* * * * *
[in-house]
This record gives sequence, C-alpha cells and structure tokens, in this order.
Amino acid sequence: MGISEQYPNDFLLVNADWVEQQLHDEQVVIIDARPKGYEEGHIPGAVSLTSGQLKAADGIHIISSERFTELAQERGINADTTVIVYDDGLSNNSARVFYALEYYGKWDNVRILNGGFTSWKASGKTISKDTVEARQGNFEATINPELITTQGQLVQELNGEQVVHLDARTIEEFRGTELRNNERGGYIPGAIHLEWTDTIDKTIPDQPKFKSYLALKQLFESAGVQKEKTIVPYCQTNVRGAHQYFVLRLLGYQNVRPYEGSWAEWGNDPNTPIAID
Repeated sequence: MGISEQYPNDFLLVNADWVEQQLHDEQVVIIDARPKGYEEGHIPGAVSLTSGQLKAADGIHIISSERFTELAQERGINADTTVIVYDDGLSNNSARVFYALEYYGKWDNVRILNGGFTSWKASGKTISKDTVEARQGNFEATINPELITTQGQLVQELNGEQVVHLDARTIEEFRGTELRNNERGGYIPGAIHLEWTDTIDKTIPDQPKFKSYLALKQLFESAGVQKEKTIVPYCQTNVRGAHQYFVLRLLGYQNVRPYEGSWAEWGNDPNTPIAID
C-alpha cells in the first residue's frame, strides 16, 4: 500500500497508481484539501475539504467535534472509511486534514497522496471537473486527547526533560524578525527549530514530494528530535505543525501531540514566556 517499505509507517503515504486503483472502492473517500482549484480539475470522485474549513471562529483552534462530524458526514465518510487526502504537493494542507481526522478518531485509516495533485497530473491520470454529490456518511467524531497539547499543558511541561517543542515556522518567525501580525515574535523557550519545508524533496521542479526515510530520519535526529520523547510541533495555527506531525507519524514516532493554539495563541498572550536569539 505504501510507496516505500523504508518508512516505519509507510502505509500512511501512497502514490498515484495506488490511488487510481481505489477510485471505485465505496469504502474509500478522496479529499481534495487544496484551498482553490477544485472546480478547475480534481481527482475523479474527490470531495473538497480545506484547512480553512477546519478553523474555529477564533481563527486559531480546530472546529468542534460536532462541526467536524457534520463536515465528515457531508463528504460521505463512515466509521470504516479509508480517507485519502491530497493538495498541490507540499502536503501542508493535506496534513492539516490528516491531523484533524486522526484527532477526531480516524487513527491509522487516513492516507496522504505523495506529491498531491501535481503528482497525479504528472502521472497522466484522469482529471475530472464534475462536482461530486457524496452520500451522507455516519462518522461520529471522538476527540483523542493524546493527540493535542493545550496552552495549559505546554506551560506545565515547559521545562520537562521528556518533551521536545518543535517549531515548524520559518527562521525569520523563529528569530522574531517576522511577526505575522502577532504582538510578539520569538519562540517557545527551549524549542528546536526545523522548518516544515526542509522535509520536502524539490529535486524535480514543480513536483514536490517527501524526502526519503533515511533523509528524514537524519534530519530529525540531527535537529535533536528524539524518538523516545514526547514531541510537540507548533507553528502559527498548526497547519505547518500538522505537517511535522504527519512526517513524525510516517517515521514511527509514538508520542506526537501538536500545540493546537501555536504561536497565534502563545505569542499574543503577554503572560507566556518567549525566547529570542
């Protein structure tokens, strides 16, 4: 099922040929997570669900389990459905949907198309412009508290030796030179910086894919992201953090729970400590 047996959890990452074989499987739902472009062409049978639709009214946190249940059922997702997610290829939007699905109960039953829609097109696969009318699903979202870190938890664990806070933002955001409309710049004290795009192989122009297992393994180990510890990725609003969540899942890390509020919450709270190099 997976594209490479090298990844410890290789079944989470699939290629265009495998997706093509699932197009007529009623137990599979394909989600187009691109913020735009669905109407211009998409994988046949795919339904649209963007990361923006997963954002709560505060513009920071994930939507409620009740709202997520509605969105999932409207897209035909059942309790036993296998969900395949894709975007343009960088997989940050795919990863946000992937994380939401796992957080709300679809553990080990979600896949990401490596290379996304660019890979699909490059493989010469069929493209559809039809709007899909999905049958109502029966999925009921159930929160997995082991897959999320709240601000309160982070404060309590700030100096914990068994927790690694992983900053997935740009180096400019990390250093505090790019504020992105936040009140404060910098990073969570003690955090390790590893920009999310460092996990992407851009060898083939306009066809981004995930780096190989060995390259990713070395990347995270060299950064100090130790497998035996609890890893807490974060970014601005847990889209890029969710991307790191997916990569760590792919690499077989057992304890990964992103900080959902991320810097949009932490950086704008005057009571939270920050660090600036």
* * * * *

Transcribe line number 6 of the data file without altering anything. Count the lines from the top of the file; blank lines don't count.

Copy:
């Protein structure tokens, strides 16, 4: 099922040929997570669900389990459905949907198309412009508290030796030179910086894919992201953090729970400590 047996959890990452074989499987739902472009062409049978639709009214946190249940059922997702997610290829939007699905109960039953829609097109696969009318699903979202870190938890664990806070933002955001409309710049004290795009192989122009297992393994180990510890990725609003969540899942890390509020919450709270190099 997976594209490479090298990844410890290789079944989470699939290629265009495998997706093509699932197009007529009623137990599979394909989600187009691109913020735009669905109407211009998409994988046949795919339904649209963007990361923006997963954002709560505060513009920071994930939507409620009740709202997520509605969105999932409207897209035909059942309790036993296998969900395949894709975007343009960088997989940050795919990863946000992937994380939401796992957080709300679809553990080990979600896949990401490596290379996304660019890979699909490059493989010469069929493209559809039809709007899909999905049958109502029966999925009921159930929160997995082991897959999320709240601000309160982070404060309590700030100096914990068994927790690694992983900053997935740009180096400019990390250093505090790019504020992105936040009140404060910098990073969570003690955090390790590893920009999310460092996990992407851009060898083939306009066809981004995930780096190989060995390259990713070395990347995270060299950064100090130790497998035996609890890893807490974060970014601005847990889209890029969710991307790191997916990569760590792919690499077989057992304890990964992103900080959902991320810097949009932490950086704008005057009571939270920050660090600036």